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Located between Paris and Orléans, Yèvre-le-Châtel is the only plus beau village in the department of Loiret. The village is dominated by the remains of a medieval castle and ramparts which is open to the public in the summer and there is also the unfinished church of Saint Lubin. The village has pretty limestone houses and the streets are covered with flowers.

Île-de-Sein, Finistère, Brittany

Five miles off Pointe du Raz on the Finistère coast is the Île-de-Sein, an island known for being completely flat just six metres above sea level and surrounded by dangerous reefs which caused many shipwrecks in the past. Île-de-Sein is the only village on the island and is full of brightly coloured houses and a handful of restaurants and hotels. There is one museum which traces the island’s history and daily life through the centuries and the Free French Monument which thanks the island’s male inhabitants who followed him in to exile in England during the Second World War.

Lama, Haute-Corse, Corsica

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Built on a rocky spur between Calvi and Saint-Florent, the village of Lama boasts breathtaking views of the Ostriconi valley and mountains. The village has a mixture of small medieval houses and spacious 18th-century mansions built in an Italian style. Every August Lama hosts a film festival during which the village is transformed into an open-air cinema.

Asnières-sur-Vègre, Sarthe, Pays de la Loire

Asnières-sur-Vègre is a picturesque village on the banks of the Vègre river in Sarthe. It’s officially named a ‘petite cité de caractère’ and unofficially called the most beautiful village in Sarthe. There are a number of historic buildings in Asnières-sur-Vègre including a 13th-century courthouse, houses from the 15-17th centuries and the church of Saint Hilaire which boasts some remarkable medieval frescos depicting scenes from the Old Testament.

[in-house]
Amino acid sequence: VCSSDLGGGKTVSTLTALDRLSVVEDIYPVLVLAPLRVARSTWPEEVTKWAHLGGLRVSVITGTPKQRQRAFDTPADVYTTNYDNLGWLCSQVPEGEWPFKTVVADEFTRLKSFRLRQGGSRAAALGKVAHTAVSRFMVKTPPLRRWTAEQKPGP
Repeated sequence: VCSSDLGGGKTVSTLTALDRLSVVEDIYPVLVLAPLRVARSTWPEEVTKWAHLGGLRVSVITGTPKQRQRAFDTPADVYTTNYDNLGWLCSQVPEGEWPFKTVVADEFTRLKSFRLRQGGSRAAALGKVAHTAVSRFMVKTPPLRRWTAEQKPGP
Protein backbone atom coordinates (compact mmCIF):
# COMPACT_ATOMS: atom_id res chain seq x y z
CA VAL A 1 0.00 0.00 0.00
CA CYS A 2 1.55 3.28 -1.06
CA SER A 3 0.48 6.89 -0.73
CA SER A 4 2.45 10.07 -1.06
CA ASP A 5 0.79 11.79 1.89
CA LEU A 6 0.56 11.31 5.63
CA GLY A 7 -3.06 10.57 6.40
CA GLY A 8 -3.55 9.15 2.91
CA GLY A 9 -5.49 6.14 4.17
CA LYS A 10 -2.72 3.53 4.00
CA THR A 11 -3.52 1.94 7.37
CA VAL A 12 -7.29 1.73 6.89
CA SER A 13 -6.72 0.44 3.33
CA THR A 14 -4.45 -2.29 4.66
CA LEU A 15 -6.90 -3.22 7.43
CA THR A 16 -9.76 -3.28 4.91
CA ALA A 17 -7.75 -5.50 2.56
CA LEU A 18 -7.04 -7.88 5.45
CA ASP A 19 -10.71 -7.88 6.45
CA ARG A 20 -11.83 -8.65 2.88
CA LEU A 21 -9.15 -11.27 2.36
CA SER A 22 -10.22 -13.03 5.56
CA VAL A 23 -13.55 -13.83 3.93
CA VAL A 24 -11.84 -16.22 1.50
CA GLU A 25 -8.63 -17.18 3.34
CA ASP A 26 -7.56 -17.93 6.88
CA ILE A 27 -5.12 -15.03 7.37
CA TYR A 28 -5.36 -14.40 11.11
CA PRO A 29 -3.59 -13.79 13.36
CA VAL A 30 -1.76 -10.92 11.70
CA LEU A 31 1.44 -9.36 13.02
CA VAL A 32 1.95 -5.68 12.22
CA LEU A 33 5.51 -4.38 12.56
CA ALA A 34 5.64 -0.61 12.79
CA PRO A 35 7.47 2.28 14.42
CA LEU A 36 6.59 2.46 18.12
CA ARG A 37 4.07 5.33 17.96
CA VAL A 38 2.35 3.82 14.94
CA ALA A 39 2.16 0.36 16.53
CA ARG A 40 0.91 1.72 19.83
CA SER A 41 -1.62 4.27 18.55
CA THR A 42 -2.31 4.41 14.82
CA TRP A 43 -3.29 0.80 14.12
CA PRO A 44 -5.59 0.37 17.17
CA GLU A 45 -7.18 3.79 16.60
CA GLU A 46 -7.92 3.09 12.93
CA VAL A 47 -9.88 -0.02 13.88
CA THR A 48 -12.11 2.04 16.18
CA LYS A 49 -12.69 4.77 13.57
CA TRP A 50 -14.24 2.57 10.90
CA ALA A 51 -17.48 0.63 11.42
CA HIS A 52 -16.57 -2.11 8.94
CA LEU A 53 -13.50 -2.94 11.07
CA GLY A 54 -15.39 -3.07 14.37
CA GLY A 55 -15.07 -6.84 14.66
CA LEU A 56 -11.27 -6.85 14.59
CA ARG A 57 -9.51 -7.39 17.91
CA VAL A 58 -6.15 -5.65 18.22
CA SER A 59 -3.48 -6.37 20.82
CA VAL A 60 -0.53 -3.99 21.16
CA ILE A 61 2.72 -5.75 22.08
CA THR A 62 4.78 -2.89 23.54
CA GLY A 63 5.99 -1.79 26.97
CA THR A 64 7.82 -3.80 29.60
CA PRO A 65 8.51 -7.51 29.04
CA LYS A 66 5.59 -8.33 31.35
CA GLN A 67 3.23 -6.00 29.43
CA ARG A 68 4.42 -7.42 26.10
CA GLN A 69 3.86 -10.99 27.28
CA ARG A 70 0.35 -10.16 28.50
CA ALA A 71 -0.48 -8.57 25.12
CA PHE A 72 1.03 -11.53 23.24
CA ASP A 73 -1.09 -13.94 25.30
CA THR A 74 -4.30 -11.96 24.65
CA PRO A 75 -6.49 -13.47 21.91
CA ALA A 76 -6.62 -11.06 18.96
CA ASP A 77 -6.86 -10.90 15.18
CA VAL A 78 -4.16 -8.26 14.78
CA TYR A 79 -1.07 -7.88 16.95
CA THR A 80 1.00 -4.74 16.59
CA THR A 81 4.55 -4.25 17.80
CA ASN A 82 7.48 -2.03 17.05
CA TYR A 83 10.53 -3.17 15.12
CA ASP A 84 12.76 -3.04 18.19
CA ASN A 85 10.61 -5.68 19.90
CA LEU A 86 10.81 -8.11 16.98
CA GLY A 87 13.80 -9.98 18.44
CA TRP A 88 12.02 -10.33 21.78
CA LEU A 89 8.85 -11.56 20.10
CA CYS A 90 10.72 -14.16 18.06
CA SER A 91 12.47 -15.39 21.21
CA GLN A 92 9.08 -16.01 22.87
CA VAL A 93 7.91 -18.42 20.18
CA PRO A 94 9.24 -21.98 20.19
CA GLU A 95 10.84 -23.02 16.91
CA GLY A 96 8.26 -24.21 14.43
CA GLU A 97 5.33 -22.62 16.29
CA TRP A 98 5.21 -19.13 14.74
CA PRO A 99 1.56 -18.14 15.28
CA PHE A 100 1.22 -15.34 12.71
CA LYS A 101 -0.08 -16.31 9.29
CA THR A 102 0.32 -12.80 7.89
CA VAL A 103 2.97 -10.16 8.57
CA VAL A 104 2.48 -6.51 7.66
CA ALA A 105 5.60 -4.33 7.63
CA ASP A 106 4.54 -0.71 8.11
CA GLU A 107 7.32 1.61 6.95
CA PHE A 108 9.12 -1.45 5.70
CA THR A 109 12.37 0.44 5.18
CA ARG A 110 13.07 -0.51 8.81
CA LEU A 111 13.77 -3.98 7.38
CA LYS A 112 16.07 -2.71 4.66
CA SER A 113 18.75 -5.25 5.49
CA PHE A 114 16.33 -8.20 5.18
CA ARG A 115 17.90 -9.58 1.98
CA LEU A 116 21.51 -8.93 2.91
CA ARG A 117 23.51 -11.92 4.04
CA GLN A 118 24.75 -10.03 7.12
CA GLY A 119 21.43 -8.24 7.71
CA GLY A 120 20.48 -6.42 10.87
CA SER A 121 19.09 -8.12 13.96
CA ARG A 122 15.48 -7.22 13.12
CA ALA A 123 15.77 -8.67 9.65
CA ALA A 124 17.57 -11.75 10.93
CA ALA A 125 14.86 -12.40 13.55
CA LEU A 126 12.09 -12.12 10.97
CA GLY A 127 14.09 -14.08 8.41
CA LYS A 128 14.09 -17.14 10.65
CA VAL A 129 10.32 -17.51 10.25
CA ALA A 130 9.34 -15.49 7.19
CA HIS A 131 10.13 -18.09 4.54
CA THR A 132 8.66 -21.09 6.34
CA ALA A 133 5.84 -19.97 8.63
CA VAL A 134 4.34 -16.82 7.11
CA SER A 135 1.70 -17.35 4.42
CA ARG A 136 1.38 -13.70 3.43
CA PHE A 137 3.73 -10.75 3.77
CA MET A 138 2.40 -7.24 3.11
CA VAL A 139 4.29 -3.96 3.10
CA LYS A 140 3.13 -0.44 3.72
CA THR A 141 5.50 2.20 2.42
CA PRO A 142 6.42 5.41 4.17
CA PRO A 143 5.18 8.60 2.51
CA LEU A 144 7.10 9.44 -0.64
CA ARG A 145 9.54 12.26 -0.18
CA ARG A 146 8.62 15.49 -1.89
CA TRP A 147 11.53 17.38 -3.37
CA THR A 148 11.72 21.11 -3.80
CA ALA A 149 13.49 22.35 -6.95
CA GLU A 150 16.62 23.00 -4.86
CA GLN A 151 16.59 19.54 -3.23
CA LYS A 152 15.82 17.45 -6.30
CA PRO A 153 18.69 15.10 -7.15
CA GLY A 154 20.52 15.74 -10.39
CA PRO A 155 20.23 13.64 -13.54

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Cassel, Nord, Hauts-de-France

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Built on top of Mont Cassel, the village of Cassel in Nord has spectacular views of the surrounding area. Cassel is home to the Musée de Flandre, a museum of local art, history and folklore and the Moulin de Cassel windmill. Explore the village’s narrow winding streets and Grand’Place and then head to the Jardin des Mont du Récollets, a Jardin Remarkable that features several themed gardens and boasts extensive views.

Janvry, Essonne, Île-de-France

The small village of Janvry is located 28km south-west of Paris on the edge of the Parc Naturel Régional de la Haute Vallée de Chevreuse. The village is known for its events including an urban beach during the summer with sand, palm trees and a bar, and a man made ski resort in winter. More than 65,000 people visit Janvry in December for its Christmas market which has stalls from 100 exhibitors.

La Couvertoirade, Aveyron, Occitanie

The fortified village of La Couvertoirade in Aveyron is named one of the plus beaux villages de France. The village was developed during the middle ages and has kept much of its original charm, encircled by ramparts and with a castle built by the Knights Templar. A walk around the ramparts offers great views of the village and surrounding Parc Naturel Régional des Grands Causses. Many of the picturesque houses date from the 15-17th centuries including the Maison de la Scipione which houses an exhibition about the history of the village.

Hell-Bourg, La Réunion, Outre-Mer

This year France’s overseas territories have an entry in the Village Prefere competition and it’s the village of Hell-Bourg on the island of La Réunion. The village is in a spectacular location nestled in the heart of the famous Cirque de Salazie and surrounded by lush mountains. It’s a former spa resort and many beautiful Belle Époque houses and the relics of the thermal baths remain from this period. There are also a number of colourful Creole houses including the Folio house and its tropical garden.